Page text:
By Obed Manuel
Protestors from around Dallas and different Texas cities marched through the streets of downtown Dallas waving U.S. flags and chanting “Dump the Trump!” Monday afternoon.
The wave of red, white and blue noisily moved for a mile from the steps of the of the Cathedral Santuario de Guadalupe to the American Airlines Center where Donald Trump would speak to his north Texas supporters.
Around 1,000 protestors took to the streets to express anger at the anti-immigrant sentiment Trump, the leading Republican presidential nominee, has been trumpeting around the country for the past few weeks.
Whole families attended the march. Children younger than five walked around waving flags and holding signs in support of immigrants. Several in the crowd carried Trump piñatas.
Stephanie Saras and her husband Jose Carillo attended the march with their four-month-old son Jonathan.
Saras said they decided to attend because her husband is an immigrant and they felt offended by the comments made by Trump and his supporters about Mexican immigrants.
“They always want to blame us for everything, but that’s not the truth. We’re here working hard to give our kids a better future,” Saras said.
Local leaders riled up the crowd when it reached its destination in a parking lot adjacent to the American Airlines Center.
“The road to the White House goes through the barrios and the neighborhoods of Dallas, Los Angeles, Miami, New York and those are our neighborhoods!” said former Texas house representative and attorney Domingo Garcia as the crowd cheered. “The people who pick our crops, who clean the toilets in the hotels, who build these skyscrapers – those people are going to pick the next president of the United States, and it’s not going to be Donald Trump!”
As Trump supporters began arriving for the candidate’s appearance, they mostly steered clear of the largely Latino anti-Trump crowd but for a few shouting matches that broke out.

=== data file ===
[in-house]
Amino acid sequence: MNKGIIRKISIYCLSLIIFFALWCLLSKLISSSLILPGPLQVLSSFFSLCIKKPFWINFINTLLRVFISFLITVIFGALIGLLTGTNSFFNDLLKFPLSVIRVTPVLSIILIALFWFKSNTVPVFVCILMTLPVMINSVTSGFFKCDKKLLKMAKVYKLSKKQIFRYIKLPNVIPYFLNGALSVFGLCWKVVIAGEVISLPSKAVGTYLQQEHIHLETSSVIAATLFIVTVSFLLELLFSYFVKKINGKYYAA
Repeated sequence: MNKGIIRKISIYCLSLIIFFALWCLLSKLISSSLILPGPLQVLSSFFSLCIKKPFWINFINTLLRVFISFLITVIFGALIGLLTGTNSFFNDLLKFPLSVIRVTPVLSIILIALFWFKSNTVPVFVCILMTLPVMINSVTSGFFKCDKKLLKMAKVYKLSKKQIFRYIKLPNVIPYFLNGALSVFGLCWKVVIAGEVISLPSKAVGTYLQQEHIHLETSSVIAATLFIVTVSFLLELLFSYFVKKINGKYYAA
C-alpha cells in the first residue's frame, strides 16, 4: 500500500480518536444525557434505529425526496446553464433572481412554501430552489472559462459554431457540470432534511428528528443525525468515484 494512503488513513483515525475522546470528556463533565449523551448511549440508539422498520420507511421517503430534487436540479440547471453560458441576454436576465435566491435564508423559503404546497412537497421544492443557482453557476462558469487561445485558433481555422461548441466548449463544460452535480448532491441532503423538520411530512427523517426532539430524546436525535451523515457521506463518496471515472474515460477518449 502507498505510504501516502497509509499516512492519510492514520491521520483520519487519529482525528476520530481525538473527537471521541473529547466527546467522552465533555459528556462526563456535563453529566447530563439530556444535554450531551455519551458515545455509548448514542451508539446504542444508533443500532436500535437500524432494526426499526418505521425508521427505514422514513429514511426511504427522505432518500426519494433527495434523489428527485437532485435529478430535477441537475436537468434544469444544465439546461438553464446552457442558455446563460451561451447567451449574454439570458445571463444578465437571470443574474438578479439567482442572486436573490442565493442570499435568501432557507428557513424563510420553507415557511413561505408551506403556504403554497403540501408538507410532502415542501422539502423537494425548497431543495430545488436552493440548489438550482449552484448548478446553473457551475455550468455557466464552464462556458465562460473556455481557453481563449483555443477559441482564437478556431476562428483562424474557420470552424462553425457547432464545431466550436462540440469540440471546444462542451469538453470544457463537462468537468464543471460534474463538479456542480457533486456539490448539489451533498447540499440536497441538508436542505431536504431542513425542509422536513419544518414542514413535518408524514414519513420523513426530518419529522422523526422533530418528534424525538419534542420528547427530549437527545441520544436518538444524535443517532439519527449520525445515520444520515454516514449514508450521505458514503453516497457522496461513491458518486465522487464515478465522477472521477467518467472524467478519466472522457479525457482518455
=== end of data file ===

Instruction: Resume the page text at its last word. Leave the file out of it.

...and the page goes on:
North Texas LULAC director Christopher Enriquez said that he was glad to see so many in attendance given that the 5:30 p.m. time slot was not the most convenient.
Enriquez also said that one of the lessons the Latino community should take from Trump’s rhetoric is that there are actual elected officials who think the way Trump does about Latinos.
“We have to be careful with them. We have to really see and educate ourselves in who they are and what they vote for,” Enriquez said. “They don’t always help our community even when it looks like they do.”
Inside the center, Trump spoke to a crowd of about 15,000 people, according to the Dallas Morning News, but the candidate’s camp expected around 20,000.
As expected, Trump spoke about the need to “end” illegal immigration and the need to build a wall between the U.S. and Mexico and how he would force Mexico to pay for the wall’s construction.
These points drew the largest applause from the crowd.
As the rally slowly came to an end, Saras said that seeing the crowd made her feel optimistic about the election cycle.
“It’s good to see everyone here supporting each other. I just hope they all vote because we don’t need someone like [Trump],” Saras said.